Wednesday, February 11, 2009

Why bad bank again?

It's of no surprise to me that the Feds couldn't come out with a detailed plan to purchase the toxic assets.

It sounds good on paper. Purchase the toxic assets, free the banks' balance sheets, and lending can resume. However, they've forgotten one important point. How do you price a toxic asset?

If it is doable in the first place, I'm sure all the biggest banks in the US would have gotten together to create a fund to dump these assets in. Remember Citi tried to do something like that way back when the crisis was at its infant stage? It never got off the ground.

There lies the problem. You cannot price it, you cannot sell it.

I would still think that the insurance idea will still work. Likewise, first you need to price your premium. Not all toxic assets are considered write offs. Price the risk of default accordingly, and insure maybe 90% of the cost value. After that, create a fund/bad bank that will own all those assets, and pay all the premiums. Note that all these so-called toxic assets are still generating income. It's just that the default rate is climbing. The bad bank can be half owned by the government, half by the other big US banks which created the mess in the first place. This would put a floor on all those losses, and maybe the economy can again function normally.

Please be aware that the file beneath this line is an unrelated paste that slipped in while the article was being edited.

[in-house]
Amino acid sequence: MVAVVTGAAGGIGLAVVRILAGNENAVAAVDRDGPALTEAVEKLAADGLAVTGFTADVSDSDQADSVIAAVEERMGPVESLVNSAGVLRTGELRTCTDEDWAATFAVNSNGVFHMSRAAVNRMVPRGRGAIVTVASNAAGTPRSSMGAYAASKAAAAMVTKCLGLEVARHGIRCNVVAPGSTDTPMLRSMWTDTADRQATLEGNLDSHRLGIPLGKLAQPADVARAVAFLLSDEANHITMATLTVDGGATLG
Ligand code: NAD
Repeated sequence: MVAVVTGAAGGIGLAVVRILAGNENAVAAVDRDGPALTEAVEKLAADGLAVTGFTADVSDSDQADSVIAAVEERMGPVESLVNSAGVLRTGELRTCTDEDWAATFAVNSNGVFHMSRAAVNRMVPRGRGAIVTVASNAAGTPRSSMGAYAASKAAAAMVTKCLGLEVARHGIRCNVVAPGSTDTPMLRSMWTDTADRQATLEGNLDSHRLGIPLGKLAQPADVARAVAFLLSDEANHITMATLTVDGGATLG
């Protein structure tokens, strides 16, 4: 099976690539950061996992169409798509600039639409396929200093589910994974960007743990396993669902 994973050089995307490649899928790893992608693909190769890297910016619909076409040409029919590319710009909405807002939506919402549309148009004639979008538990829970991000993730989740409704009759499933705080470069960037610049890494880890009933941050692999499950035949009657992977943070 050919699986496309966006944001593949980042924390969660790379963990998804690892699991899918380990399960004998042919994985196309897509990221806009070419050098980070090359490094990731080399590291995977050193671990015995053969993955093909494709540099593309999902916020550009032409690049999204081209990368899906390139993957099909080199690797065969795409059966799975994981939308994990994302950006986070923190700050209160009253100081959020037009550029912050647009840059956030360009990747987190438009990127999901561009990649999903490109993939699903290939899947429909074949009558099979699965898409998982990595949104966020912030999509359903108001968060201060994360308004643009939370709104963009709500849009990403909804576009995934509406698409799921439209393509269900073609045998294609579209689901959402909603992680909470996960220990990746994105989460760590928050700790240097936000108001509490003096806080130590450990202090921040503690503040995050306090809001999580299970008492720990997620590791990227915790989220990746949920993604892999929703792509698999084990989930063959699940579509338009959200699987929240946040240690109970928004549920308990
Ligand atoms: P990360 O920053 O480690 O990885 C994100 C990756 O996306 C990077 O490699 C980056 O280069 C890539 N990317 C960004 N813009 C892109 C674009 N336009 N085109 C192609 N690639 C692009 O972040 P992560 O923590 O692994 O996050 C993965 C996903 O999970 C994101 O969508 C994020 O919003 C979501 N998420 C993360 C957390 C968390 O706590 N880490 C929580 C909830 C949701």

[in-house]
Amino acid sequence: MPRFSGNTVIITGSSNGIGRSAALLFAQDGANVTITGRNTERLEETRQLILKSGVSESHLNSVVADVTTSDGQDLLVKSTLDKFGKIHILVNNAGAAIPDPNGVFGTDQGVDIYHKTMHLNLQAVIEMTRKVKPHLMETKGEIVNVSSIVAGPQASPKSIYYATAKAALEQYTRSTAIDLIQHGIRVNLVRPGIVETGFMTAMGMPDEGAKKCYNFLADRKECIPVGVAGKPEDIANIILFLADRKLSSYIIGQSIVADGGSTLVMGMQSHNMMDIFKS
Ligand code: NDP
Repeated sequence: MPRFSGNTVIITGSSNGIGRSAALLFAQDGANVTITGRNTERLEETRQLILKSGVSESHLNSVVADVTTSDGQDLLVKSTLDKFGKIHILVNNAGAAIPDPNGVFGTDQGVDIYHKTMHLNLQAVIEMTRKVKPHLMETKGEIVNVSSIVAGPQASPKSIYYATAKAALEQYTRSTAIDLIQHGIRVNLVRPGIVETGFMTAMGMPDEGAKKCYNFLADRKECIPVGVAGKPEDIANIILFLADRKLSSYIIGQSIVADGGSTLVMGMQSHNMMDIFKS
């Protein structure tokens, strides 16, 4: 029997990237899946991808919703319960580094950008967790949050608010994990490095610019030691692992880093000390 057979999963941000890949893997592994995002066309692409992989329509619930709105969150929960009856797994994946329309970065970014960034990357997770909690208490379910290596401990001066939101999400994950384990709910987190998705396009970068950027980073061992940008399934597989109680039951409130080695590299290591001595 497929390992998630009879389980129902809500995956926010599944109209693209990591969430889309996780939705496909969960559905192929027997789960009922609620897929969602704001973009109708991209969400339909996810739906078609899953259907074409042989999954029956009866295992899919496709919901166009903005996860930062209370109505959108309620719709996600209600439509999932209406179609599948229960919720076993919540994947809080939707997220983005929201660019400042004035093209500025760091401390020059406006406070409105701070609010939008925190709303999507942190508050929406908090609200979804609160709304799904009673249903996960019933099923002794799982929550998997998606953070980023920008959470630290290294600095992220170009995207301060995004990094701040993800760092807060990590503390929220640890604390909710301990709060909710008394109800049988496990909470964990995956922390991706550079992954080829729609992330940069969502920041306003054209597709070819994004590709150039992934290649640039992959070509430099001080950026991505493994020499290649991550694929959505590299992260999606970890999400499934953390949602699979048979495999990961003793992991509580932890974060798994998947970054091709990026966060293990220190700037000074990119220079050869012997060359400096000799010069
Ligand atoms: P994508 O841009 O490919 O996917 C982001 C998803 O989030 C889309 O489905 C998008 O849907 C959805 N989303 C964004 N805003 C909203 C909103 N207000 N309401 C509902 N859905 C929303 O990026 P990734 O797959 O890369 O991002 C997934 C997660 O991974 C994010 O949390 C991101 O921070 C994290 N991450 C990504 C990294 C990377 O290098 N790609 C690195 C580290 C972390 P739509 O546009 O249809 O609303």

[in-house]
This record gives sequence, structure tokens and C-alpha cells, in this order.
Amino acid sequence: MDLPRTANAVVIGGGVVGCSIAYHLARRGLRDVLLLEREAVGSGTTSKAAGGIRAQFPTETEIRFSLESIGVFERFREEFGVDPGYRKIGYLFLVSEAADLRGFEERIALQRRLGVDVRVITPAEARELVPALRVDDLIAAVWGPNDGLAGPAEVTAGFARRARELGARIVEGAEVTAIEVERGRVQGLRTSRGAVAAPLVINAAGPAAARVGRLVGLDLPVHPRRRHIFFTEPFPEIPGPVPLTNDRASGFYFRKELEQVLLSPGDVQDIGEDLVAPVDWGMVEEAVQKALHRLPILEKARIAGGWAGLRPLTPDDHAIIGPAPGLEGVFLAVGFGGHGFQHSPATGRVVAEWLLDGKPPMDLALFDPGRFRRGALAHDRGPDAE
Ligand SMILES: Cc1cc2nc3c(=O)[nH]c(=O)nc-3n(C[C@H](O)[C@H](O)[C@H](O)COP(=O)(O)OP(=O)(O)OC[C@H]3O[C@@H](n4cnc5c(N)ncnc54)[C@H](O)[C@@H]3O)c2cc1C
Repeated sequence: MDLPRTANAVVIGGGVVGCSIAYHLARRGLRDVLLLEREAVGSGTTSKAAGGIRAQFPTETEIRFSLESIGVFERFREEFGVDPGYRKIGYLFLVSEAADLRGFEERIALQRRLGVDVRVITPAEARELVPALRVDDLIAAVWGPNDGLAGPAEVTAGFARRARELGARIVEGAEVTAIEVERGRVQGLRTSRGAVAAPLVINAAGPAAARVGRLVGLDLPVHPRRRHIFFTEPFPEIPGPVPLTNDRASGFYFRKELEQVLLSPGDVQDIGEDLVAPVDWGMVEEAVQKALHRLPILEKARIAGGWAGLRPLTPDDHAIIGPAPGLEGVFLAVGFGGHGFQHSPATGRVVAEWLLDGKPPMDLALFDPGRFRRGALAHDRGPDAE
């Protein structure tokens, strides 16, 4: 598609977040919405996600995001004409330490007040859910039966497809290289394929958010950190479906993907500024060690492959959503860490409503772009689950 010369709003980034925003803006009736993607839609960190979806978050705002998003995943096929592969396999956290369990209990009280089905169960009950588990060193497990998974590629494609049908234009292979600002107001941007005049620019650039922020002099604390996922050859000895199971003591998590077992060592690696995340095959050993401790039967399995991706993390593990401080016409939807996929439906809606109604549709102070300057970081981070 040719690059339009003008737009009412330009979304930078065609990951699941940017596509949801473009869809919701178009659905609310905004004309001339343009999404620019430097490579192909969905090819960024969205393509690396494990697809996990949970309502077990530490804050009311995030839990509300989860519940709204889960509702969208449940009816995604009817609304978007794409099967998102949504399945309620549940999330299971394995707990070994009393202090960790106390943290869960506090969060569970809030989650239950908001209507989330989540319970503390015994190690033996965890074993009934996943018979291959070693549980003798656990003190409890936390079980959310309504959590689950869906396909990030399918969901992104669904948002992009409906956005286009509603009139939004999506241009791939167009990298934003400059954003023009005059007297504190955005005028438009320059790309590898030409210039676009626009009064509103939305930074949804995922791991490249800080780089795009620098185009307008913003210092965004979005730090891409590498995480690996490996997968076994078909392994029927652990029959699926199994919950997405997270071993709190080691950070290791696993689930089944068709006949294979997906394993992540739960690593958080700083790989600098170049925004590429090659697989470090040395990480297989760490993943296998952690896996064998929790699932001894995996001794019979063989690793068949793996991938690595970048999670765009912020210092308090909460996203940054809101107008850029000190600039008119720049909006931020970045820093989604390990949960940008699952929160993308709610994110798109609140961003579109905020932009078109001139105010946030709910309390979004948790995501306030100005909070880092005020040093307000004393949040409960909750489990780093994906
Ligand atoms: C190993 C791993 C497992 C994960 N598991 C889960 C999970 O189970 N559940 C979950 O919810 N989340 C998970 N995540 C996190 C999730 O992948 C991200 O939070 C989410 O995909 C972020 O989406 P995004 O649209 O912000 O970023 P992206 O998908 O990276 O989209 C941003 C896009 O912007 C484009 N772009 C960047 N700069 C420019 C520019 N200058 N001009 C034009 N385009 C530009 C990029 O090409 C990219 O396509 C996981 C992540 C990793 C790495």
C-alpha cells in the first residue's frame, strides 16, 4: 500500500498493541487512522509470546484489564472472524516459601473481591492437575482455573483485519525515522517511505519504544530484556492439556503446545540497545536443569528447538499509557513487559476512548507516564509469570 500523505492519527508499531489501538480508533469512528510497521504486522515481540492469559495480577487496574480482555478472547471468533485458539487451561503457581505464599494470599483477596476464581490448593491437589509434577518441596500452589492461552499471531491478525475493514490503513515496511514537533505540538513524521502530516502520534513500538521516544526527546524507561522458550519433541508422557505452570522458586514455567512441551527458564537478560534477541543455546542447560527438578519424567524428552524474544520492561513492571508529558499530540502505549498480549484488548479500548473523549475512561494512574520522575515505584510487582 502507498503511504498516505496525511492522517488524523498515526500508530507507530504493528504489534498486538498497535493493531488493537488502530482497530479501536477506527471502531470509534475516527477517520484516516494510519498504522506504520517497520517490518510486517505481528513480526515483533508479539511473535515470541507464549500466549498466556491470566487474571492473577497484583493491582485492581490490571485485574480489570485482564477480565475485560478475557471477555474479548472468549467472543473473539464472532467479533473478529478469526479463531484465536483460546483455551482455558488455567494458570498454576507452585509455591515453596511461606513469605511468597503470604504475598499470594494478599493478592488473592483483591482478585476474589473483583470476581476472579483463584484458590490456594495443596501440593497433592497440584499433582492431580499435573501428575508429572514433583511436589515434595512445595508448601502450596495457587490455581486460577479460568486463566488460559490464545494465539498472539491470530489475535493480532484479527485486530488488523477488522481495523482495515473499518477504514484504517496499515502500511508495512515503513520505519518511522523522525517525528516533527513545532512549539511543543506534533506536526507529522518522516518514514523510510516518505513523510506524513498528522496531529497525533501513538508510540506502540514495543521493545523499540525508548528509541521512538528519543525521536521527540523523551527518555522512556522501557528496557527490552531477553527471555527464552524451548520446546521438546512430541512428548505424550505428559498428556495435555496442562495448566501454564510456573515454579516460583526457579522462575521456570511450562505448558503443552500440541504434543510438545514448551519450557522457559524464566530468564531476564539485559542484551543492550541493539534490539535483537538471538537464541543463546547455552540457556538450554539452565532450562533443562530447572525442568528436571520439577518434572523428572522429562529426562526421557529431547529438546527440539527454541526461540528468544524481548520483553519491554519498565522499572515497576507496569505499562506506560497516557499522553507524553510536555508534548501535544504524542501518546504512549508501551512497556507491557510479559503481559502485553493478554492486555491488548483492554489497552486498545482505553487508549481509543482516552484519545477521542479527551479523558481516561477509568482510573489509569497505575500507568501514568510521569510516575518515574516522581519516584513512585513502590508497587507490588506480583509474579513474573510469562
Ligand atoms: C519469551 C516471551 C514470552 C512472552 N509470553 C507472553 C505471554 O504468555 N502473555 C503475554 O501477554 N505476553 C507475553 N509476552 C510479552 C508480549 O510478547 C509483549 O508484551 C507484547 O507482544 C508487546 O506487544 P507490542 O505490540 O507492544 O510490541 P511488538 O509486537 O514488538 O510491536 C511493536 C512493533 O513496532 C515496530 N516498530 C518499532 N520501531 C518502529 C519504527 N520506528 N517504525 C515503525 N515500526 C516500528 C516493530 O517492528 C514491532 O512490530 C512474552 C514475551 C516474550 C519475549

There is no way now anyone can escape this crisis without absorbing some sort of loss. Stop thinking of profits, and start thinking of how to turn the economy around. The argument I always hear is that why must the taxpayers bail out Wall Street. True... But look at the other perspective, who is the one borrowing more than they earn, that caused this crisis? The taxpayers....

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